In Victoria the first year at primary school is now known as the Foundation year. When our five kids first started school it was known as Prep, but regardless of what it is called there are simple things we can do as parents to help the first year of school for our kids get off to a great start.
1. Create a morning routine with your child
If you have been reading the blog for a little while, your child may already be used to a morning routine, as they had a visual preschool routine chart If this is the case, then it is just a matter of updating their schedule to include new photos and any new steps that may be involved.
If they haven’t had a chart before, then now is the time to start! It is an excellent tool, to help teach kids how to organised themselves. Having your child involved in making the chart helps get much greater by in as they feel they had some control over it. We don’t associate any rewards to these activities, they are simply the activities the child needs to complete to get themselves ready for school.
2. Create a weekly schedule with your child
Once they are in school, as well as having a morning routine, having a weekly schedule is a super handy organisational tool for them to have. This chart tells them what they have on each day, so they can become responsible for making sure they have the things they need each day, for example, they bring their library books on Wednesday when they have library.
You can see in the example above that I have used a special font for the chart. The font I have used is Victorian Modern Cursive Script font and it is the style of writing taught to children in Victorian primary schools.
You can download the font for your computer and also download the writing poster from the Victorian Government website here. This poster is on dotted thirds and for right handers. The arrows you can see around the letters indicate which direction children should be moving their pencil. This is very useful to have posted up at home, to help encourage your child with correct letter formation. The website has posters for left handers too, and with both unjoined and joined writing.
3. Make sure they are well fed
Even if your child has been used to full time care five days a week, school can still be quite different and an adjustment for them. Their brains are working over time and we know that the brain uses more energy than any other human organ, accounting for up to 20 percent of the body’s total energy usage.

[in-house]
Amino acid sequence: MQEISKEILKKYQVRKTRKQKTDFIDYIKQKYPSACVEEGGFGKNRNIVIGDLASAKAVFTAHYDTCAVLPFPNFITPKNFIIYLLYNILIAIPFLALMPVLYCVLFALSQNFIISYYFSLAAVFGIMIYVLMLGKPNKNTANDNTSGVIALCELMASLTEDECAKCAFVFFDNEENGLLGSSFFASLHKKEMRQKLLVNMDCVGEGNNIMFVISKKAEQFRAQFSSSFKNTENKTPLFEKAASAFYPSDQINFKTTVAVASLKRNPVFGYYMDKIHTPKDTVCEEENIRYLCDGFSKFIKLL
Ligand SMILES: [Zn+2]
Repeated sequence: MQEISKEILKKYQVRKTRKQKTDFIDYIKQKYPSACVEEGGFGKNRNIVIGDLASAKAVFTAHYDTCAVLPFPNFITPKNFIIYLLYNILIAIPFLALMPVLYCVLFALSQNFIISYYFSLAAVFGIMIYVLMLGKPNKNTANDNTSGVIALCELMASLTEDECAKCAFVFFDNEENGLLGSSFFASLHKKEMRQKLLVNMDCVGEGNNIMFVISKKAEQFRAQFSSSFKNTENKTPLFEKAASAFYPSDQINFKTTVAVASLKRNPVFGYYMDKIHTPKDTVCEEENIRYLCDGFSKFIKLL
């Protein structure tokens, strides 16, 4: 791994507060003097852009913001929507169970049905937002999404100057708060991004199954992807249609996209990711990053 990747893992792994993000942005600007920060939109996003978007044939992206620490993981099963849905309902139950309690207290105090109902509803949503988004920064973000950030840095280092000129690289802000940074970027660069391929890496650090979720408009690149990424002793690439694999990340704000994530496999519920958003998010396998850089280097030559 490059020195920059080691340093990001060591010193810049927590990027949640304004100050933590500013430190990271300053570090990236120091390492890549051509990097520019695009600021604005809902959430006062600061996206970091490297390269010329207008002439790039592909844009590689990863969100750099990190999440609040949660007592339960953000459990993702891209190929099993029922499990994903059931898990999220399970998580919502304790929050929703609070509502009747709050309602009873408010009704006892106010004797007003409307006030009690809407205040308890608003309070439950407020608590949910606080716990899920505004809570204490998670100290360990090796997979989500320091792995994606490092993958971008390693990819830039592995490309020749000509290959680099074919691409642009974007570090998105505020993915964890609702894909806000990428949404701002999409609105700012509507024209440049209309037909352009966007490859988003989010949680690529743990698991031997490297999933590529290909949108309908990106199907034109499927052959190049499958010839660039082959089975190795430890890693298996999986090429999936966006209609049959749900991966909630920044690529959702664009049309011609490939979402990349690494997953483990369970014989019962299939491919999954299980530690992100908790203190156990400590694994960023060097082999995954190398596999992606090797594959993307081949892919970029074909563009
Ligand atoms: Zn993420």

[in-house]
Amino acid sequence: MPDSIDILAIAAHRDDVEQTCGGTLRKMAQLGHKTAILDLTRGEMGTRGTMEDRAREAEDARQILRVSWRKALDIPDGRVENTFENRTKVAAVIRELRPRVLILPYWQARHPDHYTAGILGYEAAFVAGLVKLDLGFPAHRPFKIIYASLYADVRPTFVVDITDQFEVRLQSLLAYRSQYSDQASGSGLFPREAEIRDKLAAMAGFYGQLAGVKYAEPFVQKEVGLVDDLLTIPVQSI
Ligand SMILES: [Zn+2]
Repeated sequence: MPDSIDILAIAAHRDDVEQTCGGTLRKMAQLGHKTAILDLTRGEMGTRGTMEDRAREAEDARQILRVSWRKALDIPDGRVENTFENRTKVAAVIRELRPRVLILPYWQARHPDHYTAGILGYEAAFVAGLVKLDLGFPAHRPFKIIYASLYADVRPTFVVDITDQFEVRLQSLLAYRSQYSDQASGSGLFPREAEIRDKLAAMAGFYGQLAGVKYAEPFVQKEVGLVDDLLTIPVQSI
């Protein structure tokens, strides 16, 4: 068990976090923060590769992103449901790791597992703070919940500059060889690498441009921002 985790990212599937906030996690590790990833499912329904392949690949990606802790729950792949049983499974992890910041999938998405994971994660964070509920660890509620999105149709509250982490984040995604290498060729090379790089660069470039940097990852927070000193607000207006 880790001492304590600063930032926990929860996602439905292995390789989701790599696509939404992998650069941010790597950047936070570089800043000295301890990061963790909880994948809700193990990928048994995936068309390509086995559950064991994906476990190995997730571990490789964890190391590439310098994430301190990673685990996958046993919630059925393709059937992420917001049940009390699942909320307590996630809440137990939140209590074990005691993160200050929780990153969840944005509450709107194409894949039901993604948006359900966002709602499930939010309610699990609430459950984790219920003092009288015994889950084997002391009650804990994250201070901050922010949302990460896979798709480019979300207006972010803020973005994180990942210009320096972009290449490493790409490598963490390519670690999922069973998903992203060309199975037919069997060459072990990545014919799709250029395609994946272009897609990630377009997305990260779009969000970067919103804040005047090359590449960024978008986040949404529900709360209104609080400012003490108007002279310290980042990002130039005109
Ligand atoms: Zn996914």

So ensuring they are eating well to fuel their brain is particularly important. This means focusing not just on what is in their lunch box, but they have three good meals a day. For ideas for kids check out these links:
- Breakfast ideas that kids can make
- Simple school lunch box process
- 50+ easy school night dinner recipes
4. Be prepared for meltdowns
Some schools start Foundation students on shorter days or have Wednesdays off for the first month which can help reduce tiredness for little ones. But there is such a learning curve and there are so many new things to deal with, that tiredness is almost inevitable. And with the tiredness comes a greater propensity for meltdowns!
It was very common for there to be regular Friday meltdowns after school when we had a new school starter in the house. There are some things you can do to decrease the chance of them occurring, eg having no activities on, having an early dinner, having calm time etc, but some days despite your best efforts, they will still happen.
Knowing they are part of the landscape means you can have plans for how to manage the your child and yourself. Getting them in the bath and off to bed early would help at our place, as would listening to audiobooks and colouring in or like activities. Have some options on how you are going react when the meltdown occurs, so the situation doesn’t escalate and spread through the house.
5. See things through their eyes
An excellent piece of advice I received from a Montessori teacher in my early years of parenting was as follows:
Don’t attach adult emotions to your child’s situation
As a parent we want our child to be happy. If they come home from school in the first week and tell us they didn’t play with anyone at lunch time or that someone said something rude to them, we can instantly want to take action on it.
If we listen carefully however and ask some thoughtful questions we might find out, for example, that they didn’t play with anyone at lunch because they took a long time to eat their lunch and they then played happily in the sandpit along side other kids. So when you asked them who they played with at lunch and they answered “no one”, it wasn’t that they were being isolated or excluded.
Before assuming that anything is wrong, it is s good idea to look at the situation through their eyes and understand how they see it first. All the best for those of you who have children starting school this year!
What tips would you give to parents who have their first child starting school this year?
Most primary schools in Australia will use some form of sight word or high frequency word lists in the Foundation / Prep year. To help my kids with their reading journey at this stage, I came up with some games and activities to make learning sight words more meaningful. Not only did they help them learn the sight words with greater retention, but it was also a lot more fun! You can read more about the pack and buy it for only $4.95 by clicking here.
If you have a child starting secondary school this year, then you might like to check out these posts I have written previously: